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Chicago Bears: Hoyer a good backup, but Cutler clearly the better starter

Monday, October 3, 2016 9:59
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Should Brian Hoyer’s recent performance earn him the starting job for the Bears going forward? Not so fast.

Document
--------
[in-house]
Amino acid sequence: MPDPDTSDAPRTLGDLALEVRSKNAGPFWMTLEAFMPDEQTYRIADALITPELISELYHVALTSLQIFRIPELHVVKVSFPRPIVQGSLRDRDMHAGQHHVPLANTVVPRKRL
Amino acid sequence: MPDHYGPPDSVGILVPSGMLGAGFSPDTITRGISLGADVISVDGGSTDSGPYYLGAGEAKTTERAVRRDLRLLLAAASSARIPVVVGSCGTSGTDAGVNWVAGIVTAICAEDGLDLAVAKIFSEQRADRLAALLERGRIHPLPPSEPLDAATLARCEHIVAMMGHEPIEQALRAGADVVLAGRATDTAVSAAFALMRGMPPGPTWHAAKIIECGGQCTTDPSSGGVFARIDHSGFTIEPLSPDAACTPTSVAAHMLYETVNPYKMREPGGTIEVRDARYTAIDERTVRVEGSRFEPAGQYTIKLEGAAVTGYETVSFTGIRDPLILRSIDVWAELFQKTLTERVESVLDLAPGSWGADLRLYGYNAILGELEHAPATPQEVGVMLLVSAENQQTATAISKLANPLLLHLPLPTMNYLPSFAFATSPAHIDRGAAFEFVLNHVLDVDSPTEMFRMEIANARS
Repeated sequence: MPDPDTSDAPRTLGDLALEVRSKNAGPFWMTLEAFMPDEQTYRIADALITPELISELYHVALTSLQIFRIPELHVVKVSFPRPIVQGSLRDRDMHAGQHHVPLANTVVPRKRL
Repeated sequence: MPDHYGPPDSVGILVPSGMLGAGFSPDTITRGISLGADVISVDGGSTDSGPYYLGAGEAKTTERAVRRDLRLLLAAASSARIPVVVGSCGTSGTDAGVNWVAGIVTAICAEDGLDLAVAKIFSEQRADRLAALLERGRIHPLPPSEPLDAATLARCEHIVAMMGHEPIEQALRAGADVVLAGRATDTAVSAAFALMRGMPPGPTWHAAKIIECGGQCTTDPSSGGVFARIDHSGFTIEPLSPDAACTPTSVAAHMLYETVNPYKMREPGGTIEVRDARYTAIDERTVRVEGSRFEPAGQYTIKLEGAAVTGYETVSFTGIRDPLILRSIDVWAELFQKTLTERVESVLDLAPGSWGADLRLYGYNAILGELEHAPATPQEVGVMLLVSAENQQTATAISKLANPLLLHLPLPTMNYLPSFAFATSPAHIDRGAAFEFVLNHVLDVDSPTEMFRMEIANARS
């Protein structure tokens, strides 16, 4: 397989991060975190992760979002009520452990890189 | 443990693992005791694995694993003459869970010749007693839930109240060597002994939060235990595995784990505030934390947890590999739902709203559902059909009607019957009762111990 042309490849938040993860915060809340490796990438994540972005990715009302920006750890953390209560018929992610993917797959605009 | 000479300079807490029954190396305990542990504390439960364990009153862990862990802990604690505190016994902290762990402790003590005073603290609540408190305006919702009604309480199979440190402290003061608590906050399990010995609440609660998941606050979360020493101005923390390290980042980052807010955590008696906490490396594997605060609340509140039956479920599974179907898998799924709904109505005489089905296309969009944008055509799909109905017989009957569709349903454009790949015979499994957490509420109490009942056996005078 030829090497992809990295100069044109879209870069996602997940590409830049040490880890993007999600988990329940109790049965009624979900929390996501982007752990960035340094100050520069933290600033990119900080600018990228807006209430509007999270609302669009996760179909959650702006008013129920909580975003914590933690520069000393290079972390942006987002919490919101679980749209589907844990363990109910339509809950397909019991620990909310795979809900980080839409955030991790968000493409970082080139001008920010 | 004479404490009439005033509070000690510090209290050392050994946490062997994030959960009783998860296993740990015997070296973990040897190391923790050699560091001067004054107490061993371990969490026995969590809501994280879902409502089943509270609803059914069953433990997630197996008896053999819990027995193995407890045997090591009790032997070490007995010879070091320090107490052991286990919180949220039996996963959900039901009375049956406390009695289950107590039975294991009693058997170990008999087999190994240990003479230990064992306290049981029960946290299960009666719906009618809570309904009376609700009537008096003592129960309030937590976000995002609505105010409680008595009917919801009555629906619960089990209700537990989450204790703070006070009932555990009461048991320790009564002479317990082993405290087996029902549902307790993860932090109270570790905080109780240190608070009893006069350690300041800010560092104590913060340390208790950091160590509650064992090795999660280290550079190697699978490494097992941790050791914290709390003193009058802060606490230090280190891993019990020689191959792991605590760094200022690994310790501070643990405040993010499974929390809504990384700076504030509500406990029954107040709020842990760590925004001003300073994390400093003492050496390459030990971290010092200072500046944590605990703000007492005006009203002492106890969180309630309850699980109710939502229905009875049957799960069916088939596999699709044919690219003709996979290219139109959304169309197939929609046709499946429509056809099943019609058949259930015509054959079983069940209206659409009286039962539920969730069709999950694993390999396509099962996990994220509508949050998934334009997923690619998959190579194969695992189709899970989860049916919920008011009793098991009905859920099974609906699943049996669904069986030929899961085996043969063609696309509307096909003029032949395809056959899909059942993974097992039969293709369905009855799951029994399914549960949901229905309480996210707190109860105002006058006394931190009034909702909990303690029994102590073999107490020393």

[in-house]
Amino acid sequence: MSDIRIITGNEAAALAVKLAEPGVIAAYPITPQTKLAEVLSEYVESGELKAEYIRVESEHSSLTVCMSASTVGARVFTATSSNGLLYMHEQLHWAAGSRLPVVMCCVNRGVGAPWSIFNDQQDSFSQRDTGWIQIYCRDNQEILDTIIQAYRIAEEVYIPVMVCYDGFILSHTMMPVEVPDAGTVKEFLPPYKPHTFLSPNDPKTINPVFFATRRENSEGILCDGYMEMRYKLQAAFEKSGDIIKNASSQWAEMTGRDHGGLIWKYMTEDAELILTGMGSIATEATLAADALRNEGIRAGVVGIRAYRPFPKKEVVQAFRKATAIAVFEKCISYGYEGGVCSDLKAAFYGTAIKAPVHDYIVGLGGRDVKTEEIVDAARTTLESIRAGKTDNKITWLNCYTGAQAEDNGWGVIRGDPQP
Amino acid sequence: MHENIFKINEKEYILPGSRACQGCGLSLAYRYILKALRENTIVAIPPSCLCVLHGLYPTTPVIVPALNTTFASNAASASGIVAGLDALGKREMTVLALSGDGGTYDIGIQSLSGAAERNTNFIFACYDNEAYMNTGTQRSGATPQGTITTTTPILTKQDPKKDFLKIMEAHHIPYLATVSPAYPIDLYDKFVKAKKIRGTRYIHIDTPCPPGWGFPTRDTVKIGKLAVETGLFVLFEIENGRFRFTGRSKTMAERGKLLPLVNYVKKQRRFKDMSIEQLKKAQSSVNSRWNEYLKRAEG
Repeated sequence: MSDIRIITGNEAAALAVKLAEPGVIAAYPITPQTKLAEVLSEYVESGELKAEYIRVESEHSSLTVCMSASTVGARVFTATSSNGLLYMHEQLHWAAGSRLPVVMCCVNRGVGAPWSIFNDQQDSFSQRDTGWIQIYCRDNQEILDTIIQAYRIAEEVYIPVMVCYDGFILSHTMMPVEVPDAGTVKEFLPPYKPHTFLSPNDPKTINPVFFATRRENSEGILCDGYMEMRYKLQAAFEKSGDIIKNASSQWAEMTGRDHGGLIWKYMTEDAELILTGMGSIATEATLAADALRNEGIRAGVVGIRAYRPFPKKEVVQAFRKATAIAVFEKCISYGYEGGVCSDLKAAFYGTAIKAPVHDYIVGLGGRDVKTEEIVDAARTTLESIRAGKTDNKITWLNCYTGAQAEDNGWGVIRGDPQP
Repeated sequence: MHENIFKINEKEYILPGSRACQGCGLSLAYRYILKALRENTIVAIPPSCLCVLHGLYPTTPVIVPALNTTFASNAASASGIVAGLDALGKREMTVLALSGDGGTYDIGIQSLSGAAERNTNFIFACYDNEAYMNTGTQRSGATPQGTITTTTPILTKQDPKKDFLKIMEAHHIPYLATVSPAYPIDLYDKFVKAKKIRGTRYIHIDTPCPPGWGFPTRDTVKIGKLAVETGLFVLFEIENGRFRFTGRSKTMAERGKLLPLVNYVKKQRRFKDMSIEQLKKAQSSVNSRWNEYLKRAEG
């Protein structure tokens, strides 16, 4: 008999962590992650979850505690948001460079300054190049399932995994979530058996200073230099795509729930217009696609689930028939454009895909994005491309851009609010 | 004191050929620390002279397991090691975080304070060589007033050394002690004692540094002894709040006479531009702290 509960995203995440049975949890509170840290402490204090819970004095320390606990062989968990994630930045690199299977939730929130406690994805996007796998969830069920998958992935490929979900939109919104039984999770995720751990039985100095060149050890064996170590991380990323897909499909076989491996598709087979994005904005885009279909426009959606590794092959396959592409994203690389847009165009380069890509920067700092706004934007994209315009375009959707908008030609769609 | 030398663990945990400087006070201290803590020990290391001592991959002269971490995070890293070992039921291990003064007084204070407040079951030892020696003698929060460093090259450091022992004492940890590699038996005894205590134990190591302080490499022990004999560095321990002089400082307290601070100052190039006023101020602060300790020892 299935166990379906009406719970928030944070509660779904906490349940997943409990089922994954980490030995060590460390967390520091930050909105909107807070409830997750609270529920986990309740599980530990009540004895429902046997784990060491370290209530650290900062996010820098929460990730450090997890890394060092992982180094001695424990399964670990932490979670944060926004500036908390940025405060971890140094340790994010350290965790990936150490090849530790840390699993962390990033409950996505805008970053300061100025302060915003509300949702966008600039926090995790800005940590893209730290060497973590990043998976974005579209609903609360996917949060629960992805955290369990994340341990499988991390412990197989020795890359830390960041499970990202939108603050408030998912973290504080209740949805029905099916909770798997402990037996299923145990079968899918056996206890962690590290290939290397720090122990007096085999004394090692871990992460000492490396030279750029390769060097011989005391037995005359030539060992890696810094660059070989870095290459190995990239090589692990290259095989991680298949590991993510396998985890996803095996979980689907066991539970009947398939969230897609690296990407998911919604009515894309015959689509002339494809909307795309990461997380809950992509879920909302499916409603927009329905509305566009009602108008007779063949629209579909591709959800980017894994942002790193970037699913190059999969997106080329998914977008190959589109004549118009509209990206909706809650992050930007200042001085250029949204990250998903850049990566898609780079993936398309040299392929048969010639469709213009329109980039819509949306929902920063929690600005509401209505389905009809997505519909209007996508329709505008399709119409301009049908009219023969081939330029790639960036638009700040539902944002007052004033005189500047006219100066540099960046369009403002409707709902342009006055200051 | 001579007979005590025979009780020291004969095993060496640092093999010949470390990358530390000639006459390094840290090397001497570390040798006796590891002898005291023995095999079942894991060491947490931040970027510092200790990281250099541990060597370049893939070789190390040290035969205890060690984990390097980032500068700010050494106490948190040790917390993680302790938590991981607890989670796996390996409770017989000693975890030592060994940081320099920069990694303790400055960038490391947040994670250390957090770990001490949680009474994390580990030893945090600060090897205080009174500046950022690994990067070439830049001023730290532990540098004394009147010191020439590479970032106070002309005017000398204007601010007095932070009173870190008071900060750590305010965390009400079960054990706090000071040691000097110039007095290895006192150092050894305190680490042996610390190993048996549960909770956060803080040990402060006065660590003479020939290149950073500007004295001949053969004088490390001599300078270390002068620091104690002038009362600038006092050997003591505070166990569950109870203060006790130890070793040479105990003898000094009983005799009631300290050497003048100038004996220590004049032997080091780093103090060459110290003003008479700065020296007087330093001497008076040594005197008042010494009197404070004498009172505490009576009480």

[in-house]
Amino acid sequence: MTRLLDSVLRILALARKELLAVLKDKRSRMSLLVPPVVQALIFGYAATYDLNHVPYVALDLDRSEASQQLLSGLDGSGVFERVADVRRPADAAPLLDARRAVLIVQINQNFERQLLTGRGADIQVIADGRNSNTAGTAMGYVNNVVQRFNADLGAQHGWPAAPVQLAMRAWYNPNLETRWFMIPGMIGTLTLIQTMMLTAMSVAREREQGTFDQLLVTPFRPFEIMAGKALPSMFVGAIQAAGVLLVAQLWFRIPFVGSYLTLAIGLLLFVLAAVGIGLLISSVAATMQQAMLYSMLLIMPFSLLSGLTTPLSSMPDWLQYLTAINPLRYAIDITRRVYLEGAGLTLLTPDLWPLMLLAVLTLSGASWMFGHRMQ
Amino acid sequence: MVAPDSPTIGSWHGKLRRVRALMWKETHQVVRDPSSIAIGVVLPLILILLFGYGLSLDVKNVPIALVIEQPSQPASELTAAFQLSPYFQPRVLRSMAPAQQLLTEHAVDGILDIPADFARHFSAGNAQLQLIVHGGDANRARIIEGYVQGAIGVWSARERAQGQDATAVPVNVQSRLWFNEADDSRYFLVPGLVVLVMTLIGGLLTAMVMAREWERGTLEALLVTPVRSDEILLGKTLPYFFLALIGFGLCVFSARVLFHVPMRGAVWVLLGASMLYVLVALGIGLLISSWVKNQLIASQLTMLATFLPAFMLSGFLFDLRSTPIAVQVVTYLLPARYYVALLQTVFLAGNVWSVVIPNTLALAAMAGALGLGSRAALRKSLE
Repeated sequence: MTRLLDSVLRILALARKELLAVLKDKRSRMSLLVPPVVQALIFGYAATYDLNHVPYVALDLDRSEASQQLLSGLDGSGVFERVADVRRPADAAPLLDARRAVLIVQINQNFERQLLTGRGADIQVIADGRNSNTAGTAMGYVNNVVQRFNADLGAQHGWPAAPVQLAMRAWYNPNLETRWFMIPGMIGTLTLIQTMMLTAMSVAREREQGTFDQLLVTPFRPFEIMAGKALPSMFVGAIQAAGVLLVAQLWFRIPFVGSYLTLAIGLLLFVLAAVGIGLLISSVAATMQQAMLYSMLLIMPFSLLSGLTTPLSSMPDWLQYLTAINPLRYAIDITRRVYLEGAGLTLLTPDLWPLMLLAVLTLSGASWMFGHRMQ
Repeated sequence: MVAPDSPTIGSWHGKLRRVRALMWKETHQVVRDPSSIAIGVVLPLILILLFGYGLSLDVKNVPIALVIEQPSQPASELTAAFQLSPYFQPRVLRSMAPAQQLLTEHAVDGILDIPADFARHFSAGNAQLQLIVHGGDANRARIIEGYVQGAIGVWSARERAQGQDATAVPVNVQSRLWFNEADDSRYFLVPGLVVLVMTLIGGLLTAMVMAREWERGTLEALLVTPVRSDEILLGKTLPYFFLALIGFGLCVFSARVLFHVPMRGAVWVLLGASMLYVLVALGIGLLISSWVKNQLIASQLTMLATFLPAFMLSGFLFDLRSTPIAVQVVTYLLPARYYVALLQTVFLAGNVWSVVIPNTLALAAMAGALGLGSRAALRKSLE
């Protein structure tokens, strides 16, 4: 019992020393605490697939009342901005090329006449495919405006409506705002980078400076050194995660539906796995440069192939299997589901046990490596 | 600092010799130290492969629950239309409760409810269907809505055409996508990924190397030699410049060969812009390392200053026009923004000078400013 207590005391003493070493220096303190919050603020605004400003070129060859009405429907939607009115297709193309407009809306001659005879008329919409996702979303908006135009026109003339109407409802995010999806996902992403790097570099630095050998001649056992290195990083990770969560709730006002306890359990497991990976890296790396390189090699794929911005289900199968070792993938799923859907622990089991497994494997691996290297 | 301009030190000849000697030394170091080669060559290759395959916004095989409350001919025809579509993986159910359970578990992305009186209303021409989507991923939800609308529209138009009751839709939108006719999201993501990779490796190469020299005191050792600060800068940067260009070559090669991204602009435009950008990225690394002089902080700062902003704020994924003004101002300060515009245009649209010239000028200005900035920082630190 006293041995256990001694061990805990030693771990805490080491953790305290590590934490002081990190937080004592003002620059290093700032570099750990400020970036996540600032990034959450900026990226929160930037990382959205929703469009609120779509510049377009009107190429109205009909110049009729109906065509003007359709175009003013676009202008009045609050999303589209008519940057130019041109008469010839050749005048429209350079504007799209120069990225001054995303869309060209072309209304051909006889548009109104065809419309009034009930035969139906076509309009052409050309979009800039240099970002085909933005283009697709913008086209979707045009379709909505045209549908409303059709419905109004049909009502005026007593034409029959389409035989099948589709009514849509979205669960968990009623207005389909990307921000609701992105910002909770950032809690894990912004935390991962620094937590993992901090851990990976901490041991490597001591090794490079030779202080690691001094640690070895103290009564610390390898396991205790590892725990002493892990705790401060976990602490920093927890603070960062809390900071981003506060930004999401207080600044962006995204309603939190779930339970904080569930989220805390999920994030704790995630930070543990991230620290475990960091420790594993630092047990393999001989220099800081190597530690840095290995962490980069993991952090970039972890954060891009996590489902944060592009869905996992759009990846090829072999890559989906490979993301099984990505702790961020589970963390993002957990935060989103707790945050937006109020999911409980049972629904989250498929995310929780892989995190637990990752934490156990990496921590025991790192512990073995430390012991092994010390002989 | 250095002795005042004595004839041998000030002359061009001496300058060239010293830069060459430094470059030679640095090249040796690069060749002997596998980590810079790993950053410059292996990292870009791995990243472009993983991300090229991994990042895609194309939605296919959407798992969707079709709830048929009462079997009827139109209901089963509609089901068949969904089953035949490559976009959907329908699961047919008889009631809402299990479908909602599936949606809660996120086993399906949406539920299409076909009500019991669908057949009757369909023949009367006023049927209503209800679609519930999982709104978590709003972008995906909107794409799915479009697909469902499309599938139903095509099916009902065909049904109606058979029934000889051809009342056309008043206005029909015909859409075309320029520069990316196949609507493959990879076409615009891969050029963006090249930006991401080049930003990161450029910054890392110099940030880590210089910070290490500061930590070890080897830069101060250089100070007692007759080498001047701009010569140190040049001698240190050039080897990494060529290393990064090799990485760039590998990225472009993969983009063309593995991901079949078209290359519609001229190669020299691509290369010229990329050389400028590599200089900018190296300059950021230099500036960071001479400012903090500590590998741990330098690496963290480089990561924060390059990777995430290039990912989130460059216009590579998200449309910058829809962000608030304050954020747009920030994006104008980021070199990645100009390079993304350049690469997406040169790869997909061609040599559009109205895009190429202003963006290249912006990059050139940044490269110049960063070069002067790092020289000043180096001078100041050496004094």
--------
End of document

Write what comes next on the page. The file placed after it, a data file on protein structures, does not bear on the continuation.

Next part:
Hoyer played a very efficient game yesterday, throwing completing 28/36 passes (~78%) for 302 yards, two touchdowns, and no interceptions en route to finishing the game with a rating of 120.1. And, more importantly, he helped the Bears get their first win of the season over the Detroit Lions, boosting Chicago’s record to 1-3 overall. Uh oh. Here it comes. Yep. The time has come again: the time when a backup quarterback plays well in relief of an injured Jay Cutler, prompting some Bears fans (and apparently television pundits) to clamor for Cutler to be sacrificed at the altar of ___ backup quarterback’s outstanding intangibles, scrappy play, and check-down mastery. John Fox isn’t helping matters much by remaining coy on the matter, as if he continues to think that keeping everyone in the dark regarding whether Cutler will start over Hoyer, once healthy, gives the Bears a competitive edge against opponents. Oh wait, he does think that… Anyway, now that the “Josh McCown” paradox has arisen once again—by the way, how’s he been doing as a starter since leaving Chicago?—it seems time to, once again, rain on everyone’s parade and firmly state: Jay Cutler is the starting quarterback for this football team, and Hoyer should not start when he is healthy. But Hoyer’s thrown for 300 yards two games in a row! Well, he’s also thrown the ball 42.5 times a game (49 times against Dallas, 36 against Detroit) as a starter whereas Cutler only attempted just over half that number in his two starts (23 attempts/gm). If Cutler threw it 42 times a game given how much more yardage he averages per attempt than Hoyer (8.11 vs. 7.43, respectively), Jay could lead the league in passing, let alone annihilate Hoyer’s numbers. But Hoyer hasn’t thrown any interceptions! Okay, I will give you that. Hoyer has done a nice job taking care of the ball, as you would expect from a good backup quarterback. He has leaned on high-percentage throws and hasn’t forced much into tight windows. That, and his receivers have made him look good at times…but overall, yes, he deserves credit for playing it safe. But Hoyer runs the offense better! Not really. Context matters a lot here. For one, Hoyer’s two opponents, the Cowboys and Lions, are 19th and 21st, respectively, in passing yards allowed per game whereas the Houston Texans and Philadelphia Eagles, whom Cutler started against, are 1st and 6th, respectively. Cutler was sacked eight times (five times in the first game against the Texans) in two games. Hoyer has been sacked only three times, benefiting from improved protection from the offensive line—and more schemes to help Bobby Massie and Charles Leno Jr. Also, at least for now, it seems Jordan Howard could give the running game a much-needed boost after posting 23 carries for 111 yards yesterday, providing balance to an offense that lacked any over the first three games of the season. For perspective, running backs gained 116 yards in Cutler’s first two games combined. And yet, given all of the advantages that Hoyer was presented with compared to Cutler in their respective starts, how many points have Hoyer-led Bears teams mustered in the first half of his starts? 10: 3 points against the Cowboys and 7 against the Lions. The Dallas game was basically out of hand at that point, while yesterday’s game left a feeling of futility as the Bears clearly dominated the game but somehow only managed 17 points total. Before second half adjustments (or lack thereof) and an injured hand failed him, Cutler managed 21 first half points against far superior defensive teams. The Bears did lose those games and Cutler’s numbers were far from spectacular, but the notion that the offense runs better with Hoyer at the helm? Aside from a win against a bad Detroit team, nothing we have seen suggests that. Given the same conditions with Cutler at quarterback, it’s hard not to think that the Bears would have laughed the Lions back across Lake Michigan. And as I wrote yesterday, I have a strong feeling that Alshon Jeffery will be happy to have Cutler back because it will give him more opportunities to do this: And this… Brian Hoyer cannot, and will not, make those throws. And eventually, teams will take advantage of that inability to stretch the field vertically. Instead of making grand proclamations about Hoyer’s passing yards and intangibles making him the better option under center, let’s give Ryan Pace credit for finding the Bears a good backup quarterback. Not every time has one, and the fact that Hoyer has filled in capably in Cutler’s absence is an affirmation of our general manager’s decision making. But that’s it. Hoyer is nothing more than a borderline starter/good backup quarterback, just like McCown was. Or have we forgotten that Hoyer has now failed to earn and keep a starting job with four different teams in five years? Have we forgotten how badly Hoyer performed when given the opportunity to start a playoff game against a quality opponent? Not that he’ll be playing in the playoffs his season, but the point about him playing against good teams still stands. Whatever one might say about him and his attitude, his propensity for turnovers, and his lack of playoff wins, Jay Cutler is not a borderline starting quarterback in this league. He is clearly a solid, average starter and has been so for years. And when he returns from injury, John Fox should start him without the slightest bit of hesitation because he’s the better quarterback and gives this team its best chance to win. So yes, let’s be happy about the Bears winning their first game of the season. But don’t fall in love with Brian Hoyer’s performance and use it as a means to take another shot at Cutler (here’s looking at you, Jimmy Johnson). Because only mustering 17 points against the Lions sure looks like the performance of a backup quarterback to me.